It is with great sorrow that we note the passing of inspirational Jewish singer, healer and liturgist, Debbie Friedman this past week. While Debbie's influence was particularly felt in the Reform movement- her music reached beyond any one stream of Judaism and many of her melodies are part of our prayerful music in Reconstructionist communities as well, and among the musicians, liturgist, rabbis, cantors, educators, song-leaders and shlichei tzibbur in our own music network, Harmoniyah (www.jrf.org/music)
She wrote once, when asked to share about a sacred moment she had experienced, "My confrontation with death and my acceptance of aloneness freed me to incorporate spiritual consciousness into my life. For me there is no separation between spirituality and living. Spirituality is at the core of Life ."(Lilith Magazine 1988)From the Reconstructionist Rabbinical Association: The rabbis of the Reconstructionist Rabbinical Association extend condolences to the family and friends of Debbie Friedman. Her words and music helped many to express the prayers of the heart. In an all too short lifetime, she created a legacy that will long endure. Along with the many people whose lives were touched by her spirit, we will miss her.
To see the funeral service for Debbie Friedman held at Temple Beth Sholom, CA:http://www.tbsoc.com/debbie/
Here's a link to a collection of remembrances in the L.A. Jewish Journal including one from Hava Nashira alum Danny Maseng: http://www.jewishjournal.com/debbie_friedman_tributes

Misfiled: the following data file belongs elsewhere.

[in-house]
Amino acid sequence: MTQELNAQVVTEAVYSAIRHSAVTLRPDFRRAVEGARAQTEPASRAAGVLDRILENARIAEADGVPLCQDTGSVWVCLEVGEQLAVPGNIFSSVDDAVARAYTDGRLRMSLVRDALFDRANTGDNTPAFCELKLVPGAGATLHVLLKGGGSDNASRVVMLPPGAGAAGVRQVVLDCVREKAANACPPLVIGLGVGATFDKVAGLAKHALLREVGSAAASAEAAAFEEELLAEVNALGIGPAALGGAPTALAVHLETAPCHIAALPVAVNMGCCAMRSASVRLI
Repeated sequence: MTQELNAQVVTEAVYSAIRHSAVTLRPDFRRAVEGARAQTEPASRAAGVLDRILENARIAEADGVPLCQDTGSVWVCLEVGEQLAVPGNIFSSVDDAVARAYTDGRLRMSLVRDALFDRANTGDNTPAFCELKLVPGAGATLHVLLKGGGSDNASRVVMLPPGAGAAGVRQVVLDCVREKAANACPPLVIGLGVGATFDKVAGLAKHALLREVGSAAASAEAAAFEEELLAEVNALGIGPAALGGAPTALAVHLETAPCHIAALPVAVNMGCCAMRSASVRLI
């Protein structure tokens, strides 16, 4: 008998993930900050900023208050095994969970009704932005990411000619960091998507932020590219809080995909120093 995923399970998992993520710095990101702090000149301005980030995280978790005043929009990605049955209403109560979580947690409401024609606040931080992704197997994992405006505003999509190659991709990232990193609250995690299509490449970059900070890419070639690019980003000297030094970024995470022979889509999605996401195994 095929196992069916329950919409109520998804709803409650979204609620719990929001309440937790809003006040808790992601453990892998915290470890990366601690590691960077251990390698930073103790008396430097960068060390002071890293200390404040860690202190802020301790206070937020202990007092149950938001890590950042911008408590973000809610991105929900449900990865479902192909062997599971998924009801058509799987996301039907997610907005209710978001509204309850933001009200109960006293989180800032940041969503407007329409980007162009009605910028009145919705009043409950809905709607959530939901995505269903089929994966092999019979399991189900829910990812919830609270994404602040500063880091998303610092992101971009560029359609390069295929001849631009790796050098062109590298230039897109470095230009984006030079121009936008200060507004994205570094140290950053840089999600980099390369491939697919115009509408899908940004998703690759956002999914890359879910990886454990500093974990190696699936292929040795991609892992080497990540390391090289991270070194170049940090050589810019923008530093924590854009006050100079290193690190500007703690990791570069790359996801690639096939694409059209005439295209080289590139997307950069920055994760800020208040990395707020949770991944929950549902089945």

NY Times article: http://www.nytimes.com/2011/01/11/arts/music/11friedman.html?_r=1
Debbie's music can be found here: http://www.debbiefriedman.com/store.html
May her memory and her music always be for a blessing in bringing us closer to God, each other and the celebration of our Jewish heritage.
From Rabbi Daniel Pressman, Congregation Beth David, Saratoga, CA: 'The Talmud teaches that in the Temple, the musicians played a harp-like stringed instrument, called a kinor, in modern Hebrew, a kinor is a violin. The Talmud says (Arachin 13b): “The kinor of the Sanctuary had seven strings… The kinor of the messianic days has eight strings…. The kinor of the world to come has ten strings.”'
"An anonymous author wrote, “Sometimes a precious instrument, such as a violin, may break, but the music played on it lives on. The body is the humble instrument of the music of our lives. When it is no more, its music still resounds in our memories, our imagination, and our gift of sharing reminiscences of the past.” The Talmud teaches us that the ten-stringed instrument of the world to come has the fullest, richest sound. I like to think of Debbie tackling the challenge of that new instrument, even as the music of her life will continue to echo in the hearts of those who knew and loved her. Zikhrona liv’rakhah. May her memory be a blessing."
“The people gave the music life,